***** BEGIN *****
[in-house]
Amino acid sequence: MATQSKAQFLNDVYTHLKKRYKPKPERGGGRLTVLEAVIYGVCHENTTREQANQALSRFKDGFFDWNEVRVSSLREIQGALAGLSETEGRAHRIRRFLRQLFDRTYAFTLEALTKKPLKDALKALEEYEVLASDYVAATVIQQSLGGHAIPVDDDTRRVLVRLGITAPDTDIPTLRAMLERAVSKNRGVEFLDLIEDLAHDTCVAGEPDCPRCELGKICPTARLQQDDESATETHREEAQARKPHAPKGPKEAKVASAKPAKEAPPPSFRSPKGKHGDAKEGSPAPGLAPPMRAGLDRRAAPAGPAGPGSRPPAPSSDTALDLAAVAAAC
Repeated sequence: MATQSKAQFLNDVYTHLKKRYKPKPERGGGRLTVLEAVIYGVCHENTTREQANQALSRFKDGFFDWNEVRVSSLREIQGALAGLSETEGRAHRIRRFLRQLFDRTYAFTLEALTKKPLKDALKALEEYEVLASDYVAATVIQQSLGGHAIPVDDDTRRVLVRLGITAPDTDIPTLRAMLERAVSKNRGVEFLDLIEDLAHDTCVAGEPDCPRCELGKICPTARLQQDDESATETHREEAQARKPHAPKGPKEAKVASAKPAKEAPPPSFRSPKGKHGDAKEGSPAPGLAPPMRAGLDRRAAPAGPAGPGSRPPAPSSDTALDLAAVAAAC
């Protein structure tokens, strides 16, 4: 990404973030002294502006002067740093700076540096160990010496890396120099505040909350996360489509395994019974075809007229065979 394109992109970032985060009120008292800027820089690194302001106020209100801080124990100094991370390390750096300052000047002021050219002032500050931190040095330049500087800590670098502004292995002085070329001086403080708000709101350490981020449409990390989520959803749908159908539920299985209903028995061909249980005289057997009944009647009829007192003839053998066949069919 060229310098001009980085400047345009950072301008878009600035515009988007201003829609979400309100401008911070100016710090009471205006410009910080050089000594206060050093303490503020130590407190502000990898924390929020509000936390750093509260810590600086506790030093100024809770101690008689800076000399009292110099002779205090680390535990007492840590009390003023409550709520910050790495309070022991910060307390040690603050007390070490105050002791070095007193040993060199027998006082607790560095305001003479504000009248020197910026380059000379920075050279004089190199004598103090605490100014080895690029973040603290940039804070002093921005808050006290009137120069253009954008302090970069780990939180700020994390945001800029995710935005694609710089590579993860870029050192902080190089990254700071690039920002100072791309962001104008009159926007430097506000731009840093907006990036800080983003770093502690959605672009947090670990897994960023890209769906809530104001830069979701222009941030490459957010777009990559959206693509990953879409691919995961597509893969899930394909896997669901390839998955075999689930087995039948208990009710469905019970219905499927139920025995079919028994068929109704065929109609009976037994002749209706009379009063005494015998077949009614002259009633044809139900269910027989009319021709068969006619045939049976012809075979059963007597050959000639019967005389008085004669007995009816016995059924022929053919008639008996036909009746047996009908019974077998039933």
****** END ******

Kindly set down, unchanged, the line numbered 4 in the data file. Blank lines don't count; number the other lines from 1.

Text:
């Protein structure tokens, strides 16, 4: 990404973030002294502006002067740093700076540096160990010496890396120099505040909350996360489509395994019974075809007229065979 394109992109970032985060009120008292800027820089690194302001106020209100801080124990100094991370390390750096300052000047002021050219002032500050931190040095330049500087800590670098502004292995002085070329001086403080708000709101350490981020449409990390989520959803749908159908539920299985209903028995061909249980005289057997009944009647009829007192003839053998066949069919 060229310098001009980085400047345009950072301008878009600035515009988007201003829609979400309100401008911070100016710090009471205006410009910080050089000594206060050093303490503020130590407190502000990898924390929020509000936390750093509260810590600086506790030093100024809770101690008689800076000399009292110099002779205090680390535990007492840590009390003023409550709520910050790495309070022991910060307390040690603050007390070490105050002791070095007193040993060199027998006082607790560095305001003479504000009248020197910026380059000379920075050279004089190199004598103090605490100014080895690029973040603290940039804070002093921005808050006290009137120069253009954008302090970069780990939180700020994390945001800029995710935005694609710089590579993860870029050192902080190089990254700071690039920002100072791309962001104008009159926007430097506000731009840093907006990036800080983003770093502690959605672009947090670990897994960023890209769906809530104001830069979701222009941030490459957010777009990559959206693509990953879409691919995961597509893969899930394909896997669901390839998955075999689930087995039948208990009710469905019970219905499927139920025995079919028994068929109704065929109609009976037994002749209706009379009063005494015998077949009614002259009633044809139900269910027989009319021709068969006619045939049976012809075979059963007597050959000639019967005389008085004669007995009816016995059924022929053919008639008996036909009746047996009908019974077998039933």